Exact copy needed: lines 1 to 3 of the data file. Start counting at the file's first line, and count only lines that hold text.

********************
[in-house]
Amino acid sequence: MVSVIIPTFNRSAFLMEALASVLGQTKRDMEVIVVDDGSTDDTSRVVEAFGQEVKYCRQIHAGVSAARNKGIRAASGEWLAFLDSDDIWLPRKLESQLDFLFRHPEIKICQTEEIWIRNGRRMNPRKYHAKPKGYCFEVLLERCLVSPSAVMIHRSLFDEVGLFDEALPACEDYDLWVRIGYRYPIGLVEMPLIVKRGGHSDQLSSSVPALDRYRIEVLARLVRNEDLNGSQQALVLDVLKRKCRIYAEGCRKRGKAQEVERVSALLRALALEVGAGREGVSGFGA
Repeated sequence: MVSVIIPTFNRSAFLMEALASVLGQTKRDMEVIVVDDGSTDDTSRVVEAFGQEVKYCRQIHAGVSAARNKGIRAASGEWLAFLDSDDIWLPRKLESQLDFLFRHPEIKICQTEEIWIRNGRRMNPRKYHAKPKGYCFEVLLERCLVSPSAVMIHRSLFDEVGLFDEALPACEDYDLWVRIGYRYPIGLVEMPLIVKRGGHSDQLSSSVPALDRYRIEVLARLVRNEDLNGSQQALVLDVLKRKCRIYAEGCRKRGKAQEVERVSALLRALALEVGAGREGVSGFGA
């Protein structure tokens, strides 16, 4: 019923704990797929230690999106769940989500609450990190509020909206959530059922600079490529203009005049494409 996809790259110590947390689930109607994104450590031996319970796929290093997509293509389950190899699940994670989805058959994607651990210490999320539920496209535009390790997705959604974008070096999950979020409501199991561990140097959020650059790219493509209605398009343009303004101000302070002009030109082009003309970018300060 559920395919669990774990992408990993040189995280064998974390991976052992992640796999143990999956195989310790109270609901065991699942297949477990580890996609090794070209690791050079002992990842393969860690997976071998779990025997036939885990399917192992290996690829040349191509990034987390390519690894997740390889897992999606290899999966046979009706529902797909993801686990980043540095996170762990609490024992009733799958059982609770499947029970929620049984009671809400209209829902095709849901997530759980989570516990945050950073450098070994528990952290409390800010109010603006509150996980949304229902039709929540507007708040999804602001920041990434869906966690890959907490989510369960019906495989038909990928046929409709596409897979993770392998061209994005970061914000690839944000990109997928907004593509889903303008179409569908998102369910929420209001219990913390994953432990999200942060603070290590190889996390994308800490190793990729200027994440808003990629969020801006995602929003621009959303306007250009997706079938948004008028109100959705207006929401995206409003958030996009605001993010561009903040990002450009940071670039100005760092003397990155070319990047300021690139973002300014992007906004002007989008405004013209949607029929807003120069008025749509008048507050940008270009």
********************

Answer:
[in-house]
Amino acid sequence: MVSVIIPTFNRSAFLMEALASVLGQTKRDMEVIVVDDGSTDDTSRVVEAFGQEVKYCRQIHAGVSAARNKGIRAASGEWLAFLDSDDIWLPRKLESQLDFLFRHPEIKICQTEEIWIRNGRRMNPRKYHAKPKGYCFEVLLERCLVSPSAVMIHRSLFDEVGLFDEALPACEDYDLWVRIGYRYPIGLVEMPLIVKRGGHSDQLSSSVPALDRYRIEVLARLVRNEDLNGSQQALVLDVLKRKCRIYAEGCRKRGKAQEVERVSALLRALALEVGAGREGVSGFGA
Repeated sequence: MVSVIIPTFNRSAFLMEALASVLGQTKRDMEVIVVDDGSTDDTSRVVEAFGQEVKYCRQIHAGVSAARNKGIRAASGEWLAFLDSDDIWLPRKLESQLDFLFRHPEIKICQTEEIWIRNGRRMNPRKYHAKPKGYCFEVLLERCLVSPSAVMIHRSLFDEVGLFDEALPACEDYDLWVRIGYRYPIGLVEMPLIVKRGGHSDQLSSSVPALDRYRIEVLARLVRNEDLNGSQQALVLDVLKRKCRIYAEGCRKRGKAQEVERVSALLRALALEVGAGREGVSGFGA